Newsletter: FT Weekend
Get a shot of weekend inspiration with the best in life, arts and culture. Delivered every Saturday morning.
Damon Albarn’s forthcoming solo album began life as a generously phrased commission from a French festival: “You can do what you want.” Ideas began forming in the Blur and Gorillaz frontman’s busy imagination, involving elemental Icelandic landscapes (he has a house near Reykjavik) and the concept of an empty cruise ship in an icy bay with a ghostly band playing desolate tunes.
The result is The Nearer the Fountain, More Pure the Stream Flows, whose elaborate title is borrowed from a poem by the English Romantic poet John Clare. A number of its tracks were debuted by Albarn at the Globe Theatre, in a show played to a sold-out audience that also had a virtual audience watching via live stream. The venue — a facsimile of the 17th-century theatre where Shakespeare’s plays were staged — was an incongruous setting for the Icelandic topography of the new songs. But the Globe’s copycat architecture illuminated a criticism that can be levelled at Albarn. Is his curiosity for different genres and geographies really a form of well-resourced pastiche?
A two-hour set in which new material was accompanied by a tour around the byways of his sprawling discography, with the occasional stop at Gorillaz and Blur landmarks, provided an answer. In the gallery above Albarn stood a trio of violinists. Surrounding him were his backing musicians and a plethora of musical instruments and monitors. When not sitting at a piano, Albarn negotiated his way carefully along the lip of the stage with microphone in hand, trying to avoid the biosanitary faux pas of falling into the non-socially distanced audience.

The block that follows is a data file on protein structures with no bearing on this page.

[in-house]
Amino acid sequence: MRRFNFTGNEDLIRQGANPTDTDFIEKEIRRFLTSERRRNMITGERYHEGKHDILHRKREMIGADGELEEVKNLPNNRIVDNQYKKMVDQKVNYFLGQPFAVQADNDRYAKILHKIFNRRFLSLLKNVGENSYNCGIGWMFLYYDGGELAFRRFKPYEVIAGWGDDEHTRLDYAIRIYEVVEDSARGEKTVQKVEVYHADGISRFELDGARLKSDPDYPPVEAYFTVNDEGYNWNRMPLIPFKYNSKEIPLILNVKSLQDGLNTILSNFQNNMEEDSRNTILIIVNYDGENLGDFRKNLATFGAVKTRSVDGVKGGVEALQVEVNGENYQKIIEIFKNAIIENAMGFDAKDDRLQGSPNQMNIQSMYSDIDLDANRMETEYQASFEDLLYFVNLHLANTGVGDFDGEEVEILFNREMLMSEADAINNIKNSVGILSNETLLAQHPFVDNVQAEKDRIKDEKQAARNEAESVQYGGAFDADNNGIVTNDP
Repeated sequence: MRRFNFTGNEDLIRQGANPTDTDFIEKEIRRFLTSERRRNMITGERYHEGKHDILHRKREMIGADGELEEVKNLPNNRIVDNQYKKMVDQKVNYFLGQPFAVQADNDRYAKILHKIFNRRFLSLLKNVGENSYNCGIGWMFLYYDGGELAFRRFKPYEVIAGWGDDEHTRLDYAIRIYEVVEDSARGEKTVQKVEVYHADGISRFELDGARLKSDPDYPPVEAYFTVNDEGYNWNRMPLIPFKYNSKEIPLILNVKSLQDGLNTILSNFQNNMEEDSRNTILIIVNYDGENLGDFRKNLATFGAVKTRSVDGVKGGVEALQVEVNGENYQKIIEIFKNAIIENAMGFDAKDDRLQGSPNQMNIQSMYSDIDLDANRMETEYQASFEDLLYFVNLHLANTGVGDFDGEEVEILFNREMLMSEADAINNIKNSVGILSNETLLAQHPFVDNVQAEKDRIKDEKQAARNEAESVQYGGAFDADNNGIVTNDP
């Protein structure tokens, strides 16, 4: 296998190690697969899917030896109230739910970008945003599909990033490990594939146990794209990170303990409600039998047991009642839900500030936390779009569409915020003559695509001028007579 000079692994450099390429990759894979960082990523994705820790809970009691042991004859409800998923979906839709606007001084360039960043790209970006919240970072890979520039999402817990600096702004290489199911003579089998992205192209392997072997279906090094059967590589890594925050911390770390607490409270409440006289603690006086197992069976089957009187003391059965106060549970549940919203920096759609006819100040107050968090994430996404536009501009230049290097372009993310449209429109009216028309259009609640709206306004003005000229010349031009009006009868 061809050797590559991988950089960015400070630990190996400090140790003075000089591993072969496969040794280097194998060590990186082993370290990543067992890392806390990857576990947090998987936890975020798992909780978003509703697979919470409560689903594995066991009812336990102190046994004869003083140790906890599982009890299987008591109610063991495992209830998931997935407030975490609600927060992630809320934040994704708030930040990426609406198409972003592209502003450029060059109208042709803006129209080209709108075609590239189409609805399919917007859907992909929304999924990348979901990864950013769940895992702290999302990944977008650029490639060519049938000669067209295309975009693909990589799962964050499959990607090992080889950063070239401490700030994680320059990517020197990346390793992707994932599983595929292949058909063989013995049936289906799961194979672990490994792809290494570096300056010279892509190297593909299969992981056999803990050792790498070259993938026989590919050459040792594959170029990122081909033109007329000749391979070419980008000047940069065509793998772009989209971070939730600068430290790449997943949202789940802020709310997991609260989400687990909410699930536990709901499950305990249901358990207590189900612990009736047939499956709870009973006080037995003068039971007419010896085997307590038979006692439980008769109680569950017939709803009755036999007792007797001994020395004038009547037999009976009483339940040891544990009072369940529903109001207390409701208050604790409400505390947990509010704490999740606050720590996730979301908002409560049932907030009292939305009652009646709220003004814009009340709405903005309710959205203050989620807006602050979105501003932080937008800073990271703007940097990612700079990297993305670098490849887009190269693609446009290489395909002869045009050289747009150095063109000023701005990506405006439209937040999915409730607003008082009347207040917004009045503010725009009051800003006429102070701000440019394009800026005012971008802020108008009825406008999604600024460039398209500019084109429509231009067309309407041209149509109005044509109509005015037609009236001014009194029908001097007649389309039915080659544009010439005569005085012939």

The new album’s title track set an updated version of Clare’s poem to a drizzly electronic shimmer. In “The Cormorant”, Albarn sang about vanished times of family happiness on a beach, a dismal scenario salvaged by a lively beat. The mournful mood that often grips Albarn’s songs can have a mannered aspect. But his inveterate gift for rhythmic and melodic vibrancy pulls in the opposite direction. This was evident in new songs such as “Polaris”, a lugubrious anthem that he semi-successfully encouraged people to sing along to during the encore. It was even more obvious in the older material.
In part, the concert was a tribute to Albarn’s frequent collaborator, the great Nigerian drummer Tony Allen, who died last year. Here the mournfulness could not help but be rhythmically alive. Allen’s student Femi Koleoso recreated his complex percussive style on songs by The Good, the Bad and the Queen, the band that Albarn formed with Allen. Mike Smith’s fairground organ routines, Simon Tong’s effects-laden guitarwork and Seye Adelekan’s dub-reggae bass gave the music’s brand of ghostliness a satisfyingly chewy air. Songs such as the Gorillaz ballad “Hong Kong” featured the intricate sound of the kora, played by Seckou Keita.
Countertenor Christopher Robson was guest vocalist for “Edward Kelley” from Albarn’s score for the opera Dr Dee, about the Elizabethan alchemist John Dee. Adapting the style of Elizabethan composers such as John Dowland, it was not only appropriate to the Globe but also linked Albarn’s love of musical melancholy to older traditions of English songcraft. A heartily sung rendition of Blur’s “This Is a Low”, whose maritime imagery connected with the world of his new songs, highlighted the irrepressible vigour that animates his work. He is omnivorous rather than covetous, an original not a copyist.
‘The Nearer the Fountain, More Pure the Stream Flows’ is released by Transgressive on November 12